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In the space of two days in the waning weeks of the U.S. Senate race, Democrat Tammy Baldwin declared her position on getting a single-payer healthcare system "moot," "irrelevant" and "hypothetical."
Instead, she said, Congress should focus now on putting into place the Affordable Care Act, the sweeping healthcare law approved by congressional Democrats and signed into law by President Obama in March 2010.
Republicans, including Senate campaign rival Tommy Thompson, pounced on Baldwin’s remarks, with Thompson’s camp saying that Baldwin was "trying to walk back her 14-year support for a single-payer health care system."
Did Baldwin change her position on single-payer?
For an answer, let’s test that question on our Flip-O-Meter, which looks at whether candidates have changed their position. Our standard disclaimer: We’re not rating the political or policy merits of any switch, just whether the candidate has been consistent over time.
Thompson moved to make the elimination of "Obamacare" a central part of the campaign, pledging in the primary to be the 51st vote to repeal it. Now, in the general election, he has been using Baldwin’s views to try to paint her as so "extreme" that she’s to the left of Obama.
Baldwin voted for the Affordable Care Act, which extended health insurance to millions of uninsured. But she also pushed for even more dramatic action, which she later described this way: "I actually was for a government takeover of medicine. I was for a single-payer plan."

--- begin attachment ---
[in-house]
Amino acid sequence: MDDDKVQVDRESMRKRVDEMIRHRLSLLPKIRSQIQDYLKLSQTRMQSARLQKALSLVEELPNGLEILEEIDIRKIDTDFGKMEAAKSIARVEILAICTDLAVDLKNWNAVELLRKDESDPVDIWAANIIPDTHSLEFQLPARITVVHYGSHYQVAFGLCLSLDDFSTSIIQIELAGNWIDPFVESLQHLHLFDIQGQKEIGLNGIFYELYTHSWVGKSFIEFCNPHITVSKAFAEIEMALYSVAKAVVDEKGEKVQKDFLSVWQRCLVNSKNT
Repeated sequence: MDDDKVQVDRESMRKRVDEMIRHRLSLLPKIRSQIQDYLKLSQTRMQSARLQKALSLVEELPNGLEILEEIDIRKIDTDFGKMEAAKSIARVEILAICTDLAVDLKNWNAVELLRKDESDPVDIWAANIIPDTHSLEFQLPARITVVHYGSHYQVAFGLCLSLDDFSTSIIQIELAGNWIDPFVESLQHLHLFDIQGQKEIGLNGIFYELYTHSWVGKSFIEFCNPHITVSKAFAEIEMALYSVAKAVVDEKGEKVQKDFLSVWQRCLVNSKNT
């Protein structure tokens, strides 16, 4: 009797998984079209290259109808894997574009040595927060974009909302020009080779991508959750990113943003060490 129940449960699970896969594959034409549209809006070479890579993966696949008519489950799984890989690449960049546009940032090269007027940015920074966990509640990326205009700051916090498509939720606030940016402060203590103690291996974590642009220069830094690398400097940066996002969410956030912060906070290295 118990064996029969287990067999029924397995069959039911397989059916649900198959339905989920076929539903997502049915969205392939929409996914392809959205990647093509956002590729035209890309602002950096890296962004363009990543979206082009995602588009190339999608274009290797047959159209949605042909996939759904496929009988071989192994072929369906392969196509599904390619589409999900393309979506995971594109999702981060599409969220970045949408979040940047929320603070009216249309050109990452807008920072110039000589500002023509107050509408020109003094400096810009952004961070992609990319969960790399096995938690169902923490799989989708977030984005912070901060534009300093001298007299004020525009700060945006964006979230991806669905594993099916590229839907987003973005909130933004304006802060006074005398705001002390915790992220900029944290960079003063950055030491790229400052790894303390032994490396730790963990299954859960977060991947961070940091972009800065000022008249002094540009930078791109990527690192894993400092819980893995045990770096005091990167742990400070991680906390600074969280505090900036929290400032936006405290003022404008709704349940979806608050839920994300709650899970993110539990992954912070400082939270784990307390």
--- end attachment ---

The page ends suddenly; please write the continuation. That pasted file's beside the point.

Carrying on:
Let’s look at Baldwin’s record on the issue.
Baldwin, who entered Congress in 1999, has advocated repeatedly for health care for all -- universal coverage -- and has publicly favored a financing mechanism called "single payer," as we have documented in the past.
Here’s how she has defined the financing:
"Under a single-payer system, all Americans would be covered for all medically necessary services. Patients would regain free choice of doctor and hospital, and doctors would regain autonomy over patient care. A single-payer system would be financed by eliminating private insurers and recapturing their administrative waste."
She continued: "Modest new taxes would replace premiums and out-of-pocket payments currently paid by individuals and business. Costs would be controlled through negotiated fees, global budgeting, and bulk purchasing."
That was from a Baldwin news release in 2006. Single-payer systems are in use in Europe and Canada, among other places. A 2011 law moved Vermont toward a universal, single payer system.
In that 2006 news release, Baldwin was announcing her co-sponsorship of a bipartisan bill, The Health Partnership through Creative Federalism Act, that would have given grants to states to try different approaches, including a single-payer system, to cover their uninsured residents.
In 2009, as the healthcare reform debate raged in Congress, Baldwin was part of a bloc of Democrats pushing for serious consideration of a single-payer system.
"I am one of the members of this committee who believes strongly that a single-payer health system is the best way to comprehensively and fairly reform our healthcare system," Baldwin said as the House Energy and Commerce Committee voted on Obama’s plan.
In the end, the bill did not go that route.
Under the law, employers will continue to provide health insurance to most Americans through private insurance companies. A larger number of people will get private health coverage through the creation of insurance exchanges. The law is expected to reduce the ranks of the uninsured by 30 million, but not completely eliminate them.